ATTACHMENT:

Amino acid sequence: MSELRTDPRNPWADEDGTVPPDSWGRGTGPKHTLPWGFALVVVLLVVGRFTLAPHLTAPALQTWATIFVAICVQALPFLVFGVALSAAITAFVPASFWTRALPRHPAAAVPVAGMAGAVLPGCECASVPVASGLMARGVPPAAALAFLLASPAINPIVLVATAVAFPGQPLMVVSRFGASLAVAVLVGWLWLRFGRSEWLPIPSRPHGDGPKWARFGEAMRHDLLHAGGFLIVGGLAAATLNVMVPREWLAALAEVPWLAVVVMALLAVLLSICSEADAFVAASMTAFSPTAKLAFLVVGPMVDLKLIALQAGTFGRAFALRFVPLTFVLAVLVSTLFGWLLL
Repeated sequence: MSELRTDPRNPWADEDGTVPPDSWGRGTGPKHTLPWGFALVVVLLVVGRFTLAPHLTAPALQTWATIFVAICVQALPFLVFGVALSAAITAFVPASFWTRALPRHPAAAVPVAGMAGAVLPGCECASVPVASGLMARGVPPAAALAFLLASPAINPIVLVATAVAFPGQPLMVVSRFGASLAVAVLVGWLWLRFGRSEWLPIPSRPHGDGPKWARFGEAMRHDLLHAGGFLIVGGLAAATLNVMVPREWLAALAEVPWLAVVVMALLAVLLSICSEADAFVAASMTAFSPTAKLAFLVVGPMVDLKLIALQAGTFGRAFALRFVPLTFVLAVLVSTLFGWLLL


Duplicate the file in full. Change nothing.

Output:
Amino acid sequence: MSELRTDPRNPWADEDGTVPPDSWGRGTGPKHTLPWGFALVVVLLVVGRFTLAPHLTAPALQTWATIFVAICVQALPFLVFGVALSAAITAFVPASFWTRALPRHPAAAVPVAGMAGAVLPGCECASVPVASGLMARGVPPAAALAFLLASPAINPIVLVATAVAFPGQPLMVVSRFGASLAVAVLVGWLWLRFGRSEWLPIPSRPHGDGPKWARFGEAMRHDLLHAGGFLIVGGLAAATLNVMVPREWLAALAEVPWLAVVVMALLAVLLSICSEADAFVAASMTAFSPTAKLAFLVVGPMVDLKLIALQAGTFGRAFALRFVPLTFVLAVLVSTLFGWLLL
Repeated sequence: MSELRTDPRNPWADEDGTVPPDSWGRGTGPKHTLPWGFALVVVLLVVGRFTLAPHLTAPALQTWATIFVAICVQALPFLVFGVALSAAITAFVPASFWTRALPRHPAAAVPVAGMAGAVLPGCECASVPVASGLMARGVPPAAALAFLLASPAINPIVLVATAVAFPGQPLMVVSRFGASLAVAVLVGWLWLRFGRSEWLPIPSRPHGDGPKWARFGEAMRHDLLHAGGFLIVGGLAAATLNVMVPREWLAALAEVPWLAVVVMALLAVLLSICSEADAFVAASMTAFSPTAKLAFLVVGPMVDLKLIALQAGTFGRAFALRFVPLTFVLAVLVSTLFGWLLL